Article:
Kenny is accused of 'threats' to Creighton
FG members 'horrified' at TD's treatment after donations speech
Fine Gael TD John Deasy has accused leader Enda Kenny of being behind "threats" to colleague Lucinda Creighton in a dramatic intervention which will widen the already gaping divide in Fine Gael.
Mr Deasy told the Sunday Independent yesterday that Fine Gael TDs and senators were "horrified" at the way Ms Creighton had been treat-
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ed behind the scenes since she spoke out against what she saw as "cute hoor" politics in Fine Gael.
"There was a comment in the newspapers from a Fine Gael source effectively threatening Lucinda," Mr Deasy said. "The threat related to running other Fine Gael candidates in her constituency.
"I don't think that is acceptable. I have since spoken to several members of the parliamentary party. They are horrified that an anonymous spokesperson can effectively threaten a sitting TD after she made what most people consider to be fair comment."
Mr Deasy added: "I think what Lucinda said last week was right. Funding of politics needs to change. The reaction of the hierarchy of Fine Gael to her comments has been completely over the top. Most people perceived her comments as being fair, on a genuine issue."
And yesterday, Ms Creighton, who is on holiday in France, told the Sunday Independent that she would not stand for "threats and trying to bully me into submission".
In relation to speculation that the former Progressive Democrats leader Michael McDowell may contest the election for Fine Gael in her constituency of Dublin South East, Ms Creighton said: "I'm not afraid of Michael McDowell. In fact, if he is on the ticket, I am sure we'll win two seats."
The issue of funding of political parties is now firmly on the agenda. Green Party TD Paul Gogarty last week said his party would be prepared to leave Government unless the issue was dealt with before the end of the year.
Fianna Fail TDs, however, are not as enthusiastic as the Greens seem to be for an outright ban on corporation donations to political parties.
Yesterday Green Party leader and Environment Minister John Gormley said: "Recent revelations about the fundraising activities of Fine Gael highlight once again the need for reform in this area. The inordinate influence of big business and wealthy individuals on legislation and government policies must come to an end."
However, a more immediate issue at the moment is the ongoing, indeed worsening, crisis in Fine Gael following the recent unsuccessful attempt to have Mr Kenny removed as leader.
In June, Mr Kenny was forced to table of motion of confidence in his own leadership when his then-deputy, Richard Bruton, said he could no longer support his leadership.
The matter was thought to have been resolved when Mr Kenny narrowly won the confidence motion; a majority of his frontbench had expressed no confidence in his leadership, however.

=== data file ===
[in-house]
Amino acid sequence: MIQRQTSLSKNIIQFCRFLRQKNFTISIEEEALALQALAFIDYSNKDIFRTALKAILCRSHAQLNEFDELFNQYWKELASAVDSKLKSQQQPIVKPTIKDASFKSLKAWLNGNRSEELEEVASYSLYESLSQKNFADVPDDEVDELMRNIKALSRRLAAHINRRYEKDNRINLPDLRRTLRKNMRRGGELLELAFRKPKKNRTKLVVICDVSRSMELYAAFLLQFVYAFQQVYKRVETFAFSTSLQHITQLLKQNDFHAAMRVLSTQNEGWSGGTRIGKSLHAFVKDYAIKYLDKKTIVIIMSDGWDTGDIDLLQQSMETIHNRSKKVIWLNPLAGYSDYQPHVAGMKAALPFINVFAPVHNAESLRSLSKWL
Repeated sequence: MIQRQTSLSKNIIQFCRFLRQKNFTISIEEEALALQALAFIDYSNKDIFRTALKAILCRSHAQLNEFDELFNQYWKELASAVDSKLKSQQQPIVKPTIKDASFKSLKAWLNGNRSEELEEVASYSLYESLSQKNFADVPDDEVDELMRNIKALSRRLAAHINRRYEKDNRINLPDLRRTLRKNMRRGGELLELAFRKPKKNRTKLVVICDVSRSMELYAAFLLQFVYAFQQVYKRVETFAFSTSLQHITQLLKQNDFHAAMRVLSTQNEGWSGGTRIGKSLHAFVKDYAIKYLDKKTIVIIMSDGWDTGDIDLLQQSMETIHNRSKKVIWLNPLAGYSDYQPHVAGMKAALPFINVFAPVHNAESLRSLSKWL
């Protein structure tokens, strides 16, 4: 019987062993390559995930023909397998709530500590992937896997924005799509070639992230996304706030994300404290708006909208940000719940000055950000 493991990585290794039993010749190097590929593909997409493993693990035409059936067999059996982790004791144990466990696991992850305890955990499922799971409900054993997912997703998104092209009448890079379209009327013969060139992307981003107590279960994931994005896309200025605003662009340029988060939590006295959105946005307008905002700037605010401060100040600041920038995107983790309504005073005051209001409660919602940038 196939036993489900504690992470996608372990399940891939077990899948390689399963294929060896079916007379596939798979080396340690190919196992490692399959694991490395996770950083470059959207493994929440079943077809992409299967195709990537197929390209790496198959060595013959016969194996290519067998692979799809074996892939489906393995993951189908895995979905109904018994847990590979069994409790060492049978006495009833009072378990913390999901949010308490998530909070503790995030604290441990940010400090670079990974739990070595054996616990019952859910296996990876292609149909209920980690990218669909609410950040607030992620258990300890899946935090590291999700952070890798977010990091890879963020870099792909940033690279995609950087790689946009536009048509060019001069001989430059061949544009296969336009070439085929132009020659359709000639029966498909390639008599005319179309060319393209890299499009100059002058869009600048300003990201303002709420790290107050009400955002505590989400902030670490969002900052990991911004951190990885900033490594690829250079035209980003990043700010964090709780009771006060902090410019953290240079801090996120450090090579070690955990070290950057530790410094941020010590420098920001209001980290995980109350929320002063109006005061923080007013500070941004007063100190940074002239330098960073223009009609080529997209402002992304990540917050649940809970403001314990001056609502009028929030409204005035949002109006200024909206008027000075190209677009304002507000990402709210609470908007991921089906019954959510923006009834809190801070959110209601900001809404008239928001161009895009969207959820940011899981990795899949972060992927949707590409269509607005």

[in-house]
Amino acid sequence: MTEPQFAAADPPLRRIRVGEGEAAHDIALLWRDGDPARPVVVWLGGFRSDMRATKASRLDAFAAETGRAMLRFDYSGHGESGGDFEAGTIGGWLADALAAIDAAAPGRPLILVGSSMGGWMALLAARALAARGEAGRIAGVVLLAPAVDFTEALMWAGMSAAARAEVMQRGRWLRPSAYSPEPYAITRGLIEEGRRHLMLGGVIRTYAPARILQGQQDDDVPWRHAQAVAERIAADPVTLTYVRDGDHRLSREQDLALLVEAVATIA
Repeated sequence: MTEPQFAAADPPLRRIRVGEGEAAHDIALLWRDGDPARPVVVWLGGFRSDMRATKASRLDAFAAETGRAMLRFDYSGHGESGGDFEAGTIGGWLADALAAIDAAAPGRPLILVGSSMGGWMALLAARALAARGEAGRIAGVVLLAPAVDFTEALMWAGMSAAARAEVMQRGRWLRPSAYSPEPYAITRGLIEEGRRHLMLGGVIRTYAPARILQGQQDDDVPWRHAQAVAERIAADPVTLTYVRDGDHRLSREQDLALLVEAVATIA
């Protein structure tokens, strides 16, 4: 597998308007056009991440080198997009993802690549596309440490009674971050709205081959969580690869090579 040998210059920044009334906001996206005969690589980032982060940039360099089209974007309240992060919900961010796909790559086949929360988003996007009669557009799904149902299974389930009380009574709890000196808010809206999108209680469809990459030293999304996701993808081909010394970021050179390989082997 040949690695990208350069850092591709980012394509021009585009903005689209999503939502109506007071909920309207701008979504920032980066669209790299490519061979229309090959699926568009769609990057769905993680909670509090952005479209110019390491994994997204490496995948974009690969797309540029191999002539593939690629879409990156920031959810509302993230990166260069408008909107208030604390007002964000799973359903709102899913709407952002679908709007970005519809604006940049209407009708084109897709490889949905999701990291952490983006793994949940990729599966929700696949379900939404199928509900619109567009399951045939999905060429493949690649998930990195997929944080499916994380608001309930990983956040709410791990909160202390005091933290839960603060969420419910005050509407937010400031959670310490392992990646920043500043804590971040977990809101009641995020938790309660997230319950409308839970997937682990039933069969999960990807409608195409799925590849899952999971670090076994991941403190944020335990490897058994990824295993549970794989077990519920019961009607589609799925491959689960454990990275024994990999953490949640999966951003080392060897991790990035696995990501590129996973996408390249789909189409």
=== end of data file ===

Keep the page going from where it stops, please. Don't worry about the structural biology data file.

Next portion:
With a fresh, but weakened mandate, Mr Kenny then set about the process of putting together a new frontbench, the outcome of which saw many of his critics demoted and several others deeply unhappy that they had not been rewarded.
The upshot is that Fine Gael is more divided now than at any time in its recent history. At a recent meeting of Young Fine Gael, Mr Deasy said: "There's a deep split within the party, and I think that it's beyond repair."
It then became immediately clear that the issues which had led to a challenge to Mr Kenny's leadership had not been resolved in the unsuccessful heave against him; suddenly the issue of his continued leadership is again live, and likely to be tested before the end of the year.
At the MacGill Summer School in Donegal last week, Ms Creighton called for an end to what she said was "cute hoor" politics in Fine Gael.
She also warned about what she said was the risk of Fine Gael becoming a lightweight version of Fianna Fail.
Mr Creighton said: "There can be no room in Fine Gael for cute hoor politics. These are the politics which have defined and tainted Irish public life like an incurable cancer. We cannot be satisfied with low standards in high places. Fine Gael in government must be much more than simply 'Fianna Fail Light'."
Mr Kenny subsequently said he was "disappointed" that Ms Creighton had publicly raised concerns about the fundraiser. "These are internal matters for the Fine Gael party. I'm disappointed that they were raised at a public forum like the MacGill School and, from that point of view, I would have preferred had they been brought to my attention either through the parliamentary party or directly."
Asked if he saw any merits in Ms Creighton's comments, he replied: "The Fine Gael party have no truck with rogue builders, with hooky characters or shady characters. We have no dealings with brown envelopes, influence-buying, or dig-outs. The Fine Gael party is absolutely above board in all its financial dealings."
Asked if Fine Gael would be giving the controversial donation back, the Fine Gael leader said: "I'm not going to cast aspersions upon anybody."
Pressed on the issue, he added: "Insofar as that's concerned, that money is gone through the system, it's perfectly above board." Pressed further, he said: "It's gone through our system. It's not going back."